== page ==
All Woven Up

Archive Fever: A Freudian Impression by Jacques Derrida translated by Eric Prenowitz (1998, University of Chicago Press)

“To archive is to gather together signs and to move them from a private realm to a public one with the purpose of holding on to the source material of memory,” remarked the French philosopher Jacques Derrida (1930-2004) in Archive Fever (1995), his extended meditation on remembrance, religion, time and technology. The words are put into practice by Iran-born London-based artist Samin Ahmadzadeh, who creates collages out of her family’s memorabilia. Her objective is to make the personal and intimate photographic collections transcend the memorial function and open them for further social, cultural and historical analysis and interpretations. Her project of preservation is similar to that of the Croatian artist Martina Grlić (see “History and Memory” from October 5, 2016).

Samin, who is also involved in installation and printmaking, obtained a BA in Photography from Azad University in Tehran. This was followed by an MA in Photography at Central Saint Martins. She was shortlisted for the Best Original Still Award at the Guardian Witness Awards. As of now, her works have been exhibited in the UK, Iran and Spain. Places include the Saatchi Gallery, The Dot Project Gallery, 5th Base Gallery and Espacio Gallery. She participated in The Culture of Peace Biennale 2 in Tehran recently.

Samin’s work involves the shredding and weaving together of copies of old photographs. The past appears in a fragmented visual style, much like how we have it stored in our minds. The final artistic products are multi-layered images, each containing a mix of several figures and stories, gently conveying to us the message that one individual is really a composite of many influences and experiences.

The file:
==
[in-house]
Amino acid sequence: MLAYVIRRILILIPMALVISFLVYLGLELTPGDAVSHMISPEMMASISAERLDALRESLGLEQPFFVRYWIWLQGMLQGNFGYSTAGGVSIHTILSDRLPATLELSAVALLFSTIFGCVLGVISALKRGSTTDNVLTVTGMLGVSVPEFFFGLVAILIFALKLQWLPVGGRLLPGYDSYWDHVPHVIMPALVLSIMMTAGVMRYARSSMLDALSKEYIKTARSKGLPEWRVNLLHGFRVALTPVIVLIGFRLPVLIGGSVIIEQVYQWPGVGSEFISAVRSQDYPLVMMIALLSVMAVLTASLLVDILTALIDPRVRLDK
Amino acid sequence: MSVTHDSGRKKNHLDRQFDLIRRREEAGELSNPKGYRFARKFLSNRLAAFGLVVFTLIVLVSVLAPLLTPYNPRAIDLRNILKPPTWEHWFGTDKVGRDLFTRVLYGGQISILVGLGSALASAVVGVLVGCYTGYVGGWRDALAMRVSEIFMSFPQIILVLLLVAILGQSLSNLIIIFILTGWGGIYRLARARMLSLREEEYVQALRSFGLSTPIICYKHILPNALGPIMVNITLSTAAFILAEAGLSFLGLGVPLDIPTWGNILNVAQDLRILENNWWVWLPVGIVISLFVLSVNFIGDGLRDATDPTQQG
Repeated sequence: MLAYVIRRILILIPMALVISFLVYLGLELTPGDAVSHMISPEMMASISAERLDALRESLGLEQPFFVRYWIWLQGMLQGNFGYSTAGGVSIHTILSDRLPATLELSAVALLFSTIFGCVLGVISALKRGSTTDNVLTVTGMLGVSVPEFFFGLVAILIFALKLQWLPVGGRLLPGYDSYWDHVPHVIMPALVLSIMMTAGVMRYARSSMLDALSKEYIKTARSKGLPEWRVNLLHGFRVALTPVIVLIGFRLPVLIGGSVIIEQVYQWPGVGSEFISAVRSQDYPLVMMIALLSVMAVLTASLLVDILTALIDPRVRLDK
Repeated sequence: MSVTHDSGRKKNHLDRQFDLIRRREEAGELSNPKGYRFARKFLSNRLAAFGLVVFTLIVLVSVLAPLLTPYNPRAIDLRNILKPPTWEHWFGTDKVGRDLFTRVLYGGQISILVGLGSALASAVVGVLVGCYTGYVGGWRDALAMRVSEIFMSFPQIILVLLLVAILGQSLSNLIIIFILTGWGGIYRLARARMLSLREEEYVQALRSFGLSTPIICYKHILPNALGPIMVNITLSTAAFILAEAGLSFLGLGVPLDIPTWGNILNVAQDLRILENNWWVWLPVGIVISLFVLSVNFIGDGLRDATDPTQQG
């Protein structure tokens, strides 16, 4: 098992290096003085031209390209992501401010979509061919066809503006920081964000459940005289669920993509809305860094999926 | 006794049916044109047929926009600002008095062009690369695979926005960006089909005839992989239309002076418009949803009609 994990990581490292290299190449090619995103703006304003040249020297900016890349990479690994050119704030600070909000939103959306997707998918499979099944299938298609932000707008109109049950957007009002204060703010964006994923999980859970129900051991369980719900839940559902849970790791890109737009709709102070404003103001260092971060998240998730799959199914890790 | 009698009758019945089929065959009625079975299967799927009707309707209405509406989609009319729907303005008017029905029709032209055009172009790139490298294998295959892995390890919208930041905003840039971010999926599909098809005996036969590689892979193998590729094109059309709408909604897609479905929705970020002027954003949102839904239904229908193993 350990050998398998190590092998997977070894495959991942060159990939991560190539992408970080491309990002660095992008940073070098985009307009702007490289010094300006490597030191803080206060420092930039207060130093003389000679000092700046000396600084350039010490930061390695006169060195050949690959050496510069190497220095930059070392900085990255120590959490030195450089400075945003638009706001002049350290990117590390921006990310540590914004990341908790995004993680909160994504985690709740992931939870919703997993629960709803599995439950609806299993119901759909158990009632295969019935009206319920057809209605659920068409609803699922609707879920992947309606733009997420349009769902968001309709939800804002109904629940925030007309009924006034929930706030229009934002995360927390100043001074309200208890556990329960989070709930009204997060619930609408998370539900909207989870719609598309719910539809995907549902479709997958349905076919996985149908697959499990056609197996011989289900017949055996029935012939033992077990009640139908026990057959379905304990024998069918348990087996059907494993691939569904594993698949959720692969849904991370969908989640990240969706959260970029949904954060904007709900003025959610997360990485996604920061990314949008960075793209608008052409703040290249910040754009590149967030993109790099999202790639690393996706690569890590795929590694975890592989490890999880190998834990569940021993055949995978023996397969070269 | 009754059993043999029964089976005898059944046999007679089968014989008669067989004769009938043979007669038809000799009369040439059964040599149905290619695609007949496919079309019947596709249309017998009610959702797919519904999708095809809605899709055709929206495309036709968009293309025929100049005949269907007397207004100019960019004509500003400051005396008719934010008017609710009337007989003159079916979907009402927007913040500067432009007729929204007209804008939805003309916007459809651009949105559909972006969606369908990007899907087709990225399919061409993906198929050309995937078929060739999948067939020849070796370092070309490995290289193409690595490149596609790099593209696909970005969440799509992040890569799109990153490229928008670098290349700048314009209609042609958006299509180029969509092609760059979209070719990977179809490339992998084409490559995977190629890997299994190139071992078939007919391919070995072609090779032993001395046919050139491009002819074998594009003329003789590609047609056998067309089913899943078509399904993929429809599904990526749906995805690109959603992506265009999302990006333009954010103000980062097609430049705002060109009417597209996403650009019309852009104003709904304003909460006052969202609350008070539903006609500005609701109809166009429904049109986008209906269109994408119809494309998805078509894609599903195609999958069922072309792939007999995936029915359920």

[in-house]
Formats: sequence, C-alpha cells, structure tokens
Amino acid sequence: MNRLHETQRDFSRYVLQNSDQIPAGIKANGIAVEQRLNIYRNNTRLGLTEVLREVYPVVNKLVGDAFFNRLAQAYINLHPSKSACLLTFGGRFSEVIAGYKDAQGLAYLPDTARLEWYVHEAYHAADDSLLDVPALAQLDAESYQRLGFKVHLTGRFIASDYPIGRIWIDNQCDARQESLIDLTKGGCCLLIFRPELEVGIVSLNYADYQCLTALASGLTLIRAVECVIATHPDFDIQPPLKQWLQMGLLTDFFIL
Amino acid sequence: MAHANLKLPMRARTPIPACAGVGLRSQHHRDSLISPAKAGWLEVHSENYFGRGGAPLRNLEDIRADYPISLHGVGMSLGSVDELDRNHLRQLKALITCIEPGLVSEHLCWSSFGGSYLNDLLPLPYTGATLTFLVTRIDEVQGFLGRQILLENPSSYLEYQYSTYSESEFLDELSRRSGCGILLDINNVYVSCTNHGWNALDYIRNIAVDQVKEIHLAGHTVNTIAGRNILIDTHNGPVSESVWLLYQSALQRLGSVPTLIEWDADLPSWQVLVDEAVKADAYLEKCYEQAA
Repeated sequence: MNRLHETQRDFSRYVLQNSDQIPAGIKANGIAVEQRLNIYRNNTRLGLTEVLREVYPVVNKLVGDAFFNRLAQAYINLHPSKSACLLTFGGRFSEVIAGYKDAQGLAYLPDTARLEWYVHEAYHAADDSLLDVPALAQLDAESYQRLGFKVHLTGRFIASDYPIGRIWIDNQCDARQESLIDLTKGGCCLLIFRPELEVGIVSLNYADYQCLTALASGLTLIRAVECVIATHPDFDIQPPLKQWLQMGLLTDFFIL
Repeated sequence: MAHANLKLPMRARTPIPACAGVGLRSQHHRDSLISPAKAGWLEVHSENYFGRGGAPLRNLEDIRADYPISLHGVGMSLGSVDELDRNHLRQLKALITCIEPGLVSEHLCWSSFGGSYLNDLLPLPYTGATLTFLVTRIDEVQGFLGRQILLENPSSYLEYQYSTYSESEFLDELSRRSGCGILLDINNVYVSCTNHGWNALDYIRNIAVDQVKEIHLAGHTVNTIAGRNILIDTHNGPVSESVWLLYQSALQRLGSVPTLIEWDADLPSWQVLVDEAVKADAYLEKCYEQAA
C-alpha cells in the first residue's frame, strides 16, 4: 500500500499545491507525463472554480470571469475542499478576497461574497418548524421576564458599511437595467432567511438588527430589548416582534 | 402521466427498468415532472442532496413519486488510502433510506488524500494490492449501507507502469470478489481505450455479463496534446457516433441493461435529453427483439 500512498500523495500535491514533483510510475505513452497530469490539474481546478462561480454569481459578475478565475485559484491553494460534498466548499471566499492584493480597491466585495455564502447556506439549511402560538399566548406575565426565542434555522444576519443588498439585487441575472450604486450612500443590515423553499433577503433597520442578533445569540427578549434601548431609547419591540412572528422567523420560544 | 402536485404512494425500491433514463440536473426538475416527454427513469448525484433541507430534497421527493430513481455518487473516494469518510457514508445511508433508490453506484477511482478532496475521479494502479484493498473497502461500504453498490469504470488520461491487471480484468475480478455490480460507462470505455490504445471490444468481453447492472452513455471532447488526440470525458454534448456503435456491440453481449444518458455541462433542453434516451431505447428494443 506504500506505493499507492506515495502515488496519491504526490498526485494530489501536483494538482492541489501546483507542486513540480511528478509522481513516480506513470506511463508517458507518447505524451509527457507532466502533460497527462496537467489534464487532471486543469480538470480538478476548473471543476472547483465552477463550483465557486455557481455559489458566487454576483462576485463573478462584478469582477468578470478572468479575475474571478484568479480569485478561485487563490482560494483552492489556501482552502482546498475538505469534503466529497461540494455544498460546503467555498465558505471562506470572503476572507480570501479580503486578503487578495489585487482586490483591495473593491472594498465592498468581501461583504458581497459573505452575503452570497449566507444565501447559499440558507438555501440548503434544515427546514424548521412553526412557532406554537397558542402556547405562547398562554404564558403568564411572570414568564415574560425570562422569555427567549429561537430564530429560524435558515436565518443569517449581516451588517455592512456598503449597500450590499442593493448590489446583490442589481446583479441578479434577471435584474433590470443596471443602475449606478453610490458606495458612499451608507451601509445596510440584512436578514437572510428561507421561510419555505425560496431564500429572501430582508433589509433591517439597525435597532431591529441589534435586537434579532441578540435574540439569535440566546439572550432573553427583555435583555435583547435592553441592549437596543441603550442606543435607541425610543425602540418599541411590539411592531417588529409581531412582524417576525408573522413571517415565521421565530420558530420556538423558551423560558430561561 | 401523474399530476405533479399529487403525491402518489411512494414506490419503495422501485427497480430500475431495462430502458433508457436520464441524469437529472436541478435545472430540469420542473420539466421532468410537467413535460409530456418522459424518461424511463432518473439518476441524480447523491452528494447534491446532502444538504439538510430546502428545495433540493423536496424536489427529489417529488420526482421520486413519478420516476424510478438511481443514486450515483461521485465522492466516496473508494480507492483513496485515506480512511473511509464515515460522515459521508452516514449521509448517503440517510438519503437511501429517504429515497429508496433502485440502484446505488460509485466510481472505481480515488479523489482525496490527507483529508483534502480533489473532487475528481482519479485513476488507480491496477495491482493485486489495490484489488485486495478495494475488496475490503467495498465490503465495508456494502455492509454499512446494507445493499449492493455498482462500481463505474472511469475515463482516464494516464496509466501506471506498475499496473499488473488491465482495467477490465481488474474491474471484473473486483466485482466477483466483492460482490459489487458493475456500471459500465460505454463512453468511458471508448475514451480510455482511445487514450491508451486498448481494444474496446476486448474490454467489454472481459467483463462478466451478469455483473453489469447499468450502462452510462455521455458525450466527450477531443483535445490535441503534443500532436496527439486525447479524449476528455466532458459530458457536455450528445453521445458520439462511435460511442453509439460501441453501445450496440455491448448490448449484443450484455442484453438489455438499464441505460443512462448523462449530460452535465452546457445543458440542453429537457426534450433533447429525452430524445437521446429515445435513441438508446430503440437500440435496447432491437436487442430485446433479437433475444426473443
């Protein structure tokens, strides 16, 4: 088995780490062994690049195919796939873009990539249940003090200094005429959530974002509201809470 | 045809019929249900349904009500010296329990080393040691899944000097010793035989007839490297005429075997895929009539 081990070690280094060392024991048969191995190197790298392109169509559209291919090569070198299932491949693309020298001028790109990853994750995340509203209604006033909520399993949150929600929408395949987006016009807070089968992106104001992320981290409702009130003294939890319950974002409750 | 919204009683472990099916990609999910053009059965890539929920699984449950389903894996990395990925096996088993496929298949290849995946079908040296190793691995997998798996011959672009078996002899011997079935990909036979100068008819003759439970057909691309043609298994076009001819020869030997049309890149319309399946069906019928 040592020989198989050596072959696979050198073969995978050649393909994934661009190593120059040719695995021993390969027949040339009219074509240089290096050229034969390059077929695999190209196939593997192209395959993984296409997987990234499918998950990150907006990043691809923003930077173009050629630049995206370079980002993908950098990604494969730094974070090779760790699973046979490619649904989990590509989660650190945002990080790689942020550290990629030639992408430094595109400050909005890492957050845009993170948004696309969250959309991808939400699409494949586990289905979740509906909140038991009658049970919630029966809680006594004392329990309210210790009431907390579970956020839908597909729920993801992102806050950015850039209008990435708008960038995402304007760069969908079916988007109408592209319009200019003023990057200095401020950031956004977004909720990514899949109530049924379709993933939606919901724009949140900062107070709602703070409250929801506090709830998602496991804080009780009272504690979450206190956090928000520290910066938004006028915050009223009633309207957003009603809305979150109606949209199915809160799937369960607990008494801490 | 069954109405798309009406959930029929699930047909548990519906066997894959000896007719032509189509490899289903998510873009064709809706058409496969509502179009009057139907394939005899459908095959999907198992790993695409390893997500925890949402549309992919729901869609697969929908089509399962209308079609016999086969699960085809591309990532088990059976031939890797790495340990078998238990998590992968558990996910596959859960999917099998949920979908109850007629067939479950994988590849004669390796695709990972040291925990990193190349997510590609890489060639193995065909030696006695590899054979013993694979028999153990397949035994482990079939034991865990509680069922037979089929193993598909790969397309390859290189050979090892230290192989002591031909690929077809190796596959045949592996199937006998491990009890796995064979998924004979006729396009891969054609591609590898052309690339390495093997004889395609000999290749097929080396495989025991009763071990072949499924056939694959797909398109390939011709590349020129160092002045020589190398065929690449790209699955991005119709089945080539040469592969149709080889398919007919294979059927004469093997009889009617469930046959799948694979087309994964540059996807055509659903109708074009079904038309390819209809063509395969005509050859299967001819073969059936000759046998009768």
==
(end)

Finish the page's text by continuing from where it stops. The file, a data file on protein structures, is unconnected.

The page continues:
Samin Ahmadzadeh

 

Warhol’s credo is found in this authoritative biography of his by Victor Bockris (1989/2003, Da Capo Press)

Samin is inspired by a range of artists and theorists. She loves the self-portraits of the Mexican painter Frida Kahlo (1907-1954) and the simultaneous simplicity and complexity of everyday life captured by the American photographer William Eggleston (born 1939). The idea of “history being read backwards from the ruins, stories being reconstructed from traces of objects” as proposed by the German Jewish philosopher and cultural critic Walter Benjamin (1892-1940) [see Illuminations: Essays and Reflections] and the notion of “punctum – a vestige of times gone by that may hold the gaze and arouse emotions” as explored by the French scholar Roland Barthes (1915-1980) [see Camera Lucida: Reflections on Photography] have fueled Samin’s artistry to a great extent. As she works from day to day, she is energised by the words of Andy Warhol (1928-1987), who said: “Don’t think about making art, just get it done. Let everyone else decide whether it’s good or bad, whether they love it or hate it. While they’re deciding, make even more art.’’

Samin has been commissioned by the Nottingham Castle Museum and Art Gallery to produce a large installation consisting of 500 photoweaving circles which will be part of a show running there from May to September next year. “The installation will be made from a mixture of circles containing my own family archive and that of Tim Andrews,” she explains. “Tim Andrews is from the UK and currently lives in Brighton. He was interested in my work and hoped for a collaboration between us. He has given me access to his amazing records. What I really love is the fact that both archives come from around the exact same period of time, but from two different sides of the world, the West and the East. In today’s world, with countries closing their borders and people becoming more and more divided, I see this work as a presentation of how we are all the same, and live the same life, no matter which part of the world we come from.”

Learn more about Samin Ahmadzadeh on her website (www.samin-ahmadzadeh.com) and Saatchi Art profile (www.saatchiart.com/saminahmadzadeh). You can also follow her on Twitter (@SaminAhmadzadeh).

Images used with permission.

 

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